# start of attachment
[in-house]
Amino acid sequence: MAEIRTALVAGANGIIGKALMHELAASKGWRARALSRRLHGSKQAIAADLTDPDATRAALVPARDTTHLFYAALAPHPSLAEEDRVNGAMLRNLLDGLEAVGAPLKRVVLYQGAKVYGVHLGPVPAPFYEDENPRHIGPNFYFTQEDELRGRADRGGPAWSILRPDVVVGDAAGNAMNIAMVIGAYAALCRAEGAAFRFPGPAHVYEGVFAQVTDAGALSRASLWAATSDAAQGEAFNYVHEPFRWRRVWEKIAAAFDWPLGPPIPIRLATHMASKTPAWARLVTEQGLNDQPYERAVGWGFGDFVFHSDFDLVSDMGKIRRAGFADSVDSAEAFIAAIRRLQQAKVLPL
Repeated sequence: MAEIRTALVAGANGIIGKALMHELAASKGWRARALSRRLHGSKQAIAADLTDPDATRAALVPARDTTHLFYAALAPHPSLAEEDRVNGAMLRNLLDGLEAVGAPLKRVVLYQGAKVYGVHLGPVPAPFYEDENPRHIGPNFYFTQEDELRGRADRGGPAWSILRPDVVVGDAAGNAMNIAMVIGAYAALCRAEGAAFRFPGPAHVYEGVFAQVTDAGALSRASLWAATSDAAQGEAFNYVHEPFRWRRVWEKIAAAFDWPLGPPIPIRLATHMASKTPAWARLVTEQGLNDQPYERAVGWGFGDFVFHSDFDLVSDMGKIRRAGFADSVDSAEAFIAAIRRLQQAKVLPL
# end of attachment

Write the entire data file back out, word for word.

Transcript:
[in-house]
Amino acid sequence: MAEIRTALVAGANGIIGKALMHELAASKGWRARALSRRLHGSKQAIAADLTDPDATRAALVPARDTTHLFYAALAPHPSLAEEDRVNGAMLRNLLDGLEAVGAPLKRVVLYQGAKVYGVHLGPVPAPFYEDENPRHIGPNFYFTQEDELRGRADRGGPAWSILRPDVVVGDAAGNAMNIAMVIGAYAALCRAEGAAFRFPGPAHVYEGVFAQVTDAGALSRASLWAATSDAAQGEAFNYVHEPFRWRRVWEKIAAAFDWPLGPPIPIRLATHMASKTPAWARLVTEQGLNDQPYERAVGWGFGDFVFHSDFDLVSDMGKIRRAGFADSVDSAEAFIAAIRRLQQAKVLPL
Repeated sequence: MAEIRTALVAGANGIIGKALMHELAASKGWRARALSRRLHGSKQAIAADLTDPDATRAALVPARDTTHLFYAALAPHPSLAEEDRVNGAMLRNLLDGLEAVGAPLKRVVLYQGAKVYGVHLGPVPAPFYEDENPRHIGPNFYFTQEDELRGRADRGGPAWSILRPDVVVGDAAGNAMNIAMVIGAYAALCRAEGAAFRFPGPAHVYEGVFAQVTDAGALSRASLWAATSDAAQGEAFNYVHEPFRWRRVWEKIAAAFDWPLGPPIPIRLATHMASKTPAWARLVTEQGLNDQPYERAVGWGFGDFVFHSDFDLVSDMGKIRRAGFADSVDSAEAFIAAIRRLQQAKVLPL